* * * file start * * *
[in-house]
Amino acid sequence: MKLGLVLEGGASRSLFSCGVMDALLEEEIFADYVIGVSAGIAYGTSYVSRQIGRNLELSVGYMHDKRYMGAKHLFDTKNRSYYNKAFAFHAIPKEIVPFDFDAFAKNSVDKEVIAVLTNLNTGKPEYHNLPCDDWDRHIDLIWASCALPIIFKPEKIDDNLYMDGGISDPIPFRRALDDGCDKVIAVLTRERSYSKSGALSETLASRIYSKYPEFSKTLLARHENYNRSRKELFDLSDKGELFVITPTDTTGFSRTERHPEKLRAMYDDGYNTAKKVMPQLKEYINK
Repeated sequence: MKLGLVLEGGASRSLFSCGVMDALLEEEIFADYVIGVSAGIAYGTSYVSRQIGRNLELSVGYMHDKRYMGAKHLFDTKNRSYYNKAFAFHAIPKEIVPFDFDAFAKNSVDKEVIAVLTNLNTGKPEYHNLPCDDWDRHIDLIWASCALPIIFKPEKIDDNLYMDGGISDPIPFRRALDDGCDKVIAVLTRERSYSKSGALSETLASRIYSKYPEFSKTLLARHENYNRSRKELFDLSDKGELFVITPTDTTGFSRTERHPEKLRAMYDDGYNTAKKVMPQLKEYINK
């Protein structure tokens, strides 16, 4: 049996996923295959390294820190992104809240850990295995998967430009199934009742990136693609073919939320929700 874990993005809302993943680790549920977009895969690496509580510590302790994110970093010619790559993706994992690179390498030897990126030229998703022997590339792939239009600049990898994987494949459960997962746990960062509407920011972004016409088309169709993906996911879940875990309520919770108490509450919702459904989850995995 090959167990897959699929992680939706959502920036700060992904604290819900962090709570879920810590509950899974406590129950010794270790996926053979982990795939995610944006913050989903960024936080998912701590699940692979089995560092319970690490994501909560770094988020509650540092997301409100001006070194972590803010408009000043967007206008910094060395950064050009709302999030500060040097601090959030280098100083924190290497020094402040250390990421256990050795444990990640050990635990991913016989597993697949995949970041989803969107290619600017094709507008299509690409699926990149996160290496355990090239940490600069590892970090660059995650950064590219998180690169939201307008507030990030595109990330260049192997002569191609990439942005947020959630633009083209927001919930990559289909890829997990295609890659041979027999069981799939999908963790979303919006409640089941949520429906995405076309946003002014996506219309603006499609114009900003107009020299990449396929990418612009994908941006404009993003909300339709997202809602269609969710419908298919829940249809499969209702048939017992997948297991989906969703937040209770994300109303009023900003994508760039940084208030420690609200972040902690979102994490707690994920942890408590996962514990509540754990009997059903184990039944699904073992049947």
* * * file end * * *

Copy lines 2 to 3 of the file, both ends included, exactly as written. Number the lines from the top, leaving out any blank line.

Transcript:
Amino acid sequence: MKLGLVLEGGASRSLFSCGVMDALLEEEIFADYVIGVSAGIAYGTSYVSRQIGRNLELSVGYMHDKRYMGAKHLFDTKNRSYYNKAFAFHAIPKEIVPFDFDAFAKNSVDKEVIAVLTNLNTGKPEYHNLPCDDWDRHIDLIWASCALPIIFKPEKIDDNLYMDGGISDPIPFRRALDDGCDKVIAVLTRERSYSKSGALSETLASRIYSKYPEFSKTLLARHENYNRSRKELFDLSDKGELFVITPTDTTGFSRTERHPEKLRAMYDDGYNTAKKVMPQLKEYINK
Repeated sequence: MKLGLVLEGGASRSLFSCGVMDALLEEEIFADYVIGVSAGIAYGTSYVSRQIGRNLELSVGYMHDKRYMGAKHLFDTKNRSYYNKAFAFHAIPKEIVPFDFDAFAKNSVDKEVIAVLTNLNTGKPEYHNLPCDDWDRHIDLIWASCALPIIFKPEKIDDNLYMDGGISDPIPFRRALDDGCDKVIAVLTRERSYSKSGALSETLASRIYSKYPEFSKTLLARHENYNRSRKELFDLSDKGELFVITPTDTTGFSRTERHPEKLRAMYDDGYNTAKKVMPQLKEYINK